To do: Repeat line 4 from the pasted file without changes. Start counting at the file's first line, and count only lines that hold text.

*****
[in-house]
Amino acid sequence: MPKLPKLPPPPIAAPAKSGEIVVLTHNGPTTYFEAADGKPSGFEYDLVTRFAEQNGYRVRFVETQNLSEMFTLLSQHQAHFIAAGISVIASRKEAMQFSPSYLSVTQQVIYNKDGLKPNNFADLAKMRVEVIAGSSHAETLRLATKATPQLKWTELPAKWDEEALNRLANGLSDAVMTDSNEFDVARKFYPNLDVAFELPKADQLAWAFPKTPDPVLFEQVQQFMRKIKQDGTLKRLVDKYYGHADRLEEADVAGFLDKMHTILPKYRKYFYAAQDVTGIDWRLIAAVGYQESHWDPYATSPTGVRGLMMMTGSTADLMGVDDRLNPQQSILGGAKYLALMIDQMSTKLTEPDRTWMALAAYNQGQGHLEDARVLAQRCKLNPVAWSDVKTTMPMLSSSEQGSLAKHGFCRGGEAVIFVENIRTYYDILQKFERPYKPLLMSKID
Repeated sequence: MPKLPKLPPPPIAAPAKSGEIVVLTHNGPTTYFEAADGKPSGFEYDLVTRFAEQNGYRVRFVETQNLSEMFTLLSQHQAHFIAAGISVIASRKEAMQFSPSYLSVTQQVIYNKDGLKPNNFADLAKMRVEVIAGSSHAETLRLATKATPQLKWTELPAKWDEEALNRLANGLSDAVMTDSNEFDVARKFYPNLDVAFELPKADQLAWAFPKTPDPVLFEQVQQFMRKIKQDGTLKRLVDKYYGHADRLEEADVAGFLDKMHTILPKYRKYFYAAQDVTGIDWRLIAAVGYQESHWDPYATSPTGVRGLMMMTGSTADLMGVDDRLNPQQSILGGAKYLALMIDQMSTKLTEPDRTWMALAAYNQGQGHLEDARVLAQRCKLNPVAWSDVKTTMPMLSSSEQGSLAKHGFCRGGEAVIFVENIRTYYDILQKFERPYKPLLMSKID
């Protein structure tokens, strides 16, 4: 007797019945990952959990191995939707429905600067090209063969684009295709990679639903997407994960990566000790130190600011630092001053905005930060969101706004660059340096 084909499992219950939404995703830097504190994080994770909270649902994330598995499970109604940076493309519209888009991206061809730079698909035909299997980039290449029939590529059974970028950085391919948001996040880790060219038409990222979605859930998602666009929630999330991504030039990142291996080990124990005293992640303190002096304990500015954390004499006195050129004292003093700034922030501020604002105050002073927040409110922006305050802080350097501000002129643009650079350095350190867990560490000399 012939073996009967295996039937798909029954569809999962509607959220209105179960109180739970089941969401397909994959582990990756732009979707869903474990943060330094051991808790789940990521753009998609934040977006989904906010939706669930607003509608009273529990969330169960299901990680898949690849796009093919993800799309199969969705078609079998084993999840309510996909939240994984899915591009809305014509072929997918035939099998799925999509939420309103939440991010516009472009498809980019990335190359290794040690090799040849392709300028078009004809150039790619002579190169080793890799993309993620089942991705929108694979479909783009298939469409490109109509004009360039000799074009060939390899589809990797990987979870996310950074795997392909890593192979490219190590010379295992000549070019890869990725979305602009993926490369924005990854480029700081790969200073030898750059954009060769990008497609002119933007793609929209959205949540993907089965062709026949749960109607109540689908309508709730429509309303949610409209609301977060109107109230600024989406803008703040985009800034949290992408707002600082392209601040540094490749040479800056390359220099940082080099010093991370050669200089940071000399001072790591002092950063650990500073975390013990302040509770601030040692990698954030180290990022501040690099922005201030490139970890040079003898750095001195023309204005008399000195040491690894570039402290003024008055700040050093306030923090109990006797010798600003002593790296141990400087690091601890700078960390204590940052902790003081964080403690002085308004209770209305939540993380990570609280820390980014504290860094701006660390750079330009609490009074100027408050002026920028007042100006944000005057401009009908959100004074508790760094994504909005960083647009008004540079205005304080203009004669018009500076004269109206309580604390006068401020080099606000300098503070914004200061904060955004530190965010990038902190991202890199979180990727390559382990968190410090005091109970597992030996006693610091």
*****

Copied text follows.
């Protein structure tokens, strides 16, 4: 007797019945990952959990191995939707429905600067090209063969684009295709990679639903997407994960990566000790130190600011630092001053905005930060969101706004660059340096 084909499992219950939404995703830097504190994080994770909270649902994330598995499970109604940076493309519209888009991206061809730079698909035909299997980039290449029939590529059974970028950085391919948001996040880790060219038409990222979605859930998602666009929630999330991504030039990142291996080990124990005293992640303190002096304990500015954390004499006195050129004292003093700034922030501020604002105050002073927040409110922006305050802080350097501000002129643009650079350095350190867990560490000399 012939073996009967295996039937798909029954569809999962509607959220209105179960109180739970089941969401397909994959582990990756732009979707869903474990943060330094051991808790789940990521753009998609934040977006989904906010939706669930607003509608009273529990969330169960299901990680898949690849796009093919993800799309199969969705078609079998084993999840309510996909939240994984899915591009809305014509072929997918035939099998799925999509939420309103939440991010516009472009498809980019990335190359290794040690090799040849392709300028078009004809150039790619002579190169080793890799993309993620089942991705929108694979479909783009298939469409490109109509004009360039000799074009060939390899589809990797990987979870996310950074795997392909890593192979490219190590010379295992000549070019890869990725979305602009993926490369924005990854480029700081790969200073030898750059954009060769990008497609002119933007793609929209959205949540993907089965062709026949749960109607109540689908309508709730429509309303949610409209609301977060109107109230600024989406803008703040985009800034949290992408707002600082392209601040540094490749040479800056390359220099940082080099010093991370050669200089940071000399001072790591002092950063650990500073975390013990302040509770601030040692990698954030180290990022501040690099922005201030490139970890040079003898750095001195023309204005008399000195040491690894570039402290003024008055700040050093306030923090109990006797010798600003002593790296141990400087690091601890700078960390204590940052902790003081964080403690002085308004209770209305939540993380990570609280820390980014504290860094701006660390750079330009609490009074100027408050002026920028007042100006944000005057401009009908959100004074508790760094994504909005960083647009008004540079205005304080203009004669018009500076004269109206309580604390006068401020080099606000300098503070914004200061904060955004530190965010990038902190991202890199979180990727390559382990968190410090005091109970597992030996006693610091």